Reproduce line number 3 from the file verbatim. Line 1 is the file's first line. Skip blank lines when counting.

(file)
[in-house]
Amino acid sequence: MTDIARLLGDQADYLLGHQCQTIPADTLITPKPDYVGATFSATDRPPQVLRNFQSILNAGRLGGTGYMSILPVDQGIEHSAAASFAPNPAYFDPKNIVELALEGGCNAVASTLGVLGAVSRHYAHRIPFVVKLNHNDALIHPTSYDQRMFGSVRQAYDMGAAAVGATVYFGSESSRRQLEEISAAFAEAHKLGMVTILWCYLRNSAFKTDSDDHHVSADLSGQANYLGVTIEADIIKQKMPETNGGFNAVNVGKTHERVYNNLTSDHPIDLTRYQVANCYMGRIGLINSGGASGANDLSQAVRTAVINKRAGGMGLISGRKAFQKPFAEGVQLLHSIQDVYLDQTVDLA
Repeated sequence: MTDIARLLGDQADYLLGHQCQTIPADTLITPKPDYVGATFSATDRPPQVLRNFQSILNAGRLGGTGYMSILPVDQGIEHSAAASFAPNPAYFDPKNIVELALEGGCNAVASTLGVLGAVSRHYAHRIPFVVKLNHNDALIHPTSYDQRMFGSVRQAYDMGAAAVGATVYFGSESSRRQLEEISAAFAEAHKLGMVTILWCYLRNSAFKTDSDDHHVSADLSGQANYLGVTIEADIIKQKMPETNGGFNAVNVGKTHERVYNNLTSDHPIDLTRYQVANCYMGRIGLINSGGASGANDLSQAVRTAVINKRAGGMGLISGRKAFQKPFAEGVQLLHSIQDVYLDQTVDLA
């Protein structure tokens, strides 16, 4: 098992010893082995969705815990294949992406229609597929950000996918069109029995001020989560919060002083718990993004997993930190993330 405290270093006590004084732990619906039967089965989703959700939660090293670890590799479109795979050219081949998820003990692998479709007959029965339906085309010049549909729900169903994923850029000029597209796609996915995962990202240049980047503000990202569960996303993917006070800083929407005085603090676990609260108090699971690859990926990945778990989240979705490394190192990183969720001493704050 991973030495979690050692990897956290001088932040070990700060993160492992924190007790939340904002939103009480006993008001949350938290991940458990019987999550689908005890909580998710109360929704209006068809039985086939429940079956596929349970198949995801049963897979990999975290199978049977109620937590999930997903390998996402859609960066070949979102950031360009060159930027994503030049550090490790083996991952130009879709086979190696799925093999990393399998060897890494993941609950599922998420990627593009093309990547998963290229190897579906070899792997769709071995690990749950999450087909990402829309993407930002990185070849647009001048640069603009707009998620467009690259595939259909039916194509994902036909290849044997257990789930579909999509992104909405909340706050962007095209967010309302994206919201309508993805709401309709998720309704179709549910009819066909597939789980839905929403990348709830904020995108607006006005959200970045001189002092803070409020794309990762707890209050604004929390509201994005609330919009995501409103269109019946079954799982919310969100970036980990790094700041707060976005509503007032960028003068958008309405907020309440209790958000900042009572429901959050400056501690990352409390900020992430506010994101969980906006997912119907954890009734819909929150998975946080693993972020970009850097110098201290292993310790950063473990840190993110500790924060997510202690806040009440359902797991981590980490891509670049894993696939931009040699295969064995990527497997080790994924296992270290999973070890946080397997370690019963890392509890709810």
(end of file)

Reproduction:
Repeated sequence: MTDIARLLGDQADYLLGHQCQTIPADTLITPKPDYVGATFSATDRPPQVLRNFQSILNAGRLGGTGYMSILPVDQGIEHSAAASFAPNPAYFDPKNIVELALEGGCNAVASTLGVLGAVSRHYAHRIPFVVKLNHNDALIHPTSYDQRMFGSVRQAYDMGAAAVGATVYFGSESSRRQLEEISAAFAEAHKLGMVTILWCYLRNSAFKTDSDDHHVSADLSGQANYLGVTIEADIIKQKMPETNGGFNAVNVGKTHERVYNNLTSDHPIDLTRYQVANCYMGRIGLINSGGASGANDLSQAVRTAVINKRAGGMGLISGRKAFQKPFAEGVQLLHSIQDVYLDQTVDLA